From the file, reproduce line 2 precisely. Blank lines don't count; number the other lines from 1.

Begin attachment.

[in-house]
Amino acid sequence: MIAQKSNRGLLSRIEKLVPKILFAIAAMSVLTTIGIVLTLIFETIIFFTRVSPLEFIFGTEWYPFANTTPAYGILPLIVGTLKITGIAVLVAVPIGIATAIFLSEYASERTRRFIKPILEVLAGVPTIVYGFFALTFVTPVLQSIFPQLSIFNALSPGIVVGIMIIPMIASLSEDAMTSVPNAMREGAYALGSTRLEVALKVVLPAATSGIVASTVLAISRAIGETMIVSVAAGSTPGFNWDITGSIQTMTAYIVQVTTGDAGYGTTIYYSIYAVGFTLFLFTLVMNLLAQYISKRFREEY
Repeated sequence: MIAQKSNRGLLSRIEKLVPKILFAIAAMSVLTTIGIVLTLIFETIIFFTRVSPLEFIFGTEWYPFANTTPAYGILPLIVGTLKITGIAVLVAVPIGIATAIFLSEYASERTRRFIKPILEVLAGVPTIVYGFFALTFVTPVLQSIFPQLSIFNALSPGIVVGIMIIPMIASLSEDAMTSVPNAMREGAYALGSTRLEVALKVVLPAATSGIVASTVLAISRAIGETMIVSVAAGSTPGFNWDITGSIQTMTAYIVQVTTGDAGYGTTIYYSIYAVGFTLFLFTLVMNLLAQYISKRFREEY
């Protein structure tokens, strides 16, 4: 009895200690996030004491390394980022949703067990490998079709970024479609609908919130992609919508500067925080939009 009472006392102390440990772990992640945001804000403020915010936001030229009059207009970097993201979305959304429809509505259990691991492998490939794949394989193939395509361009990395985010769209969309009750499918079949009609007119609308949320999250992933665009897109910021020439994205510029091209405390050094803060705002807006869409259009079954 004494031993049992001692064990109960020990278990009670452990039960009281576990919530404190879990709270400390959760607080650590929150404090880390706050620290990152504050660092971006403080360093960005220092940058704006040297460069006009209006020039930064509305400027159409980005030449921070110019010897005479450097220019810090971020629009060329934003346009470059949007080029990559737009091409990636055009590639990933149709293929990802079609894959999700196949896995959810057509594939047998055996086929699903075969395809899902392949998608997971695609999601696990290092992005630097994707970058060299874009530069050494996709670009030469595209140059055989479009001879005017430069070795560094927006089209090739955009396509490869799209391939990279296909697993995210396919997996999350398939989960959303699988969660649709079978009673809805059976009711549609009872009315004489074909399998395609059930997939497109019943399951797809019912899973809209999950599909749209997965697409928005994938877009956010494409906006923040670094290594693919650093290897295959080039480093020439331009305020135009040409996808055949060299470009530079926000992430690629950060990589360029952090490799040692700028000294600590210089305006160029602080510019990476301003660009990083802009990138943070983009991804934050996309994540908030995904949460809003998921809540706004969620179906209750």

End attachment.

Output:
Amino acid sequence: MIAQKSNRGLLSRIEKLVPKILFAIAAMSVLTTIGIVLTLIFETIIFFTRVSPLEFIFGTEWYPFANTTPAYGILPLIVGTLKITGIAVLVAVPIGIATAIFLSEYASERTRRFIKPILEVLAGVPTIVYGFFALTFVTPVLQSIFPQLSIFNALSPGIVVGIMIIPMIASLSEDAMTSVPNAMREGAYALGSTRLEVALKVVLPAATSGIVASTVLAISRAIGETMIVSVAAGSTPGFNWDITGSIQTMTAYIVQVTTGDAGYGTTIYYSIYAVGFTLFLFTLVMNLLAQYISKRFREEY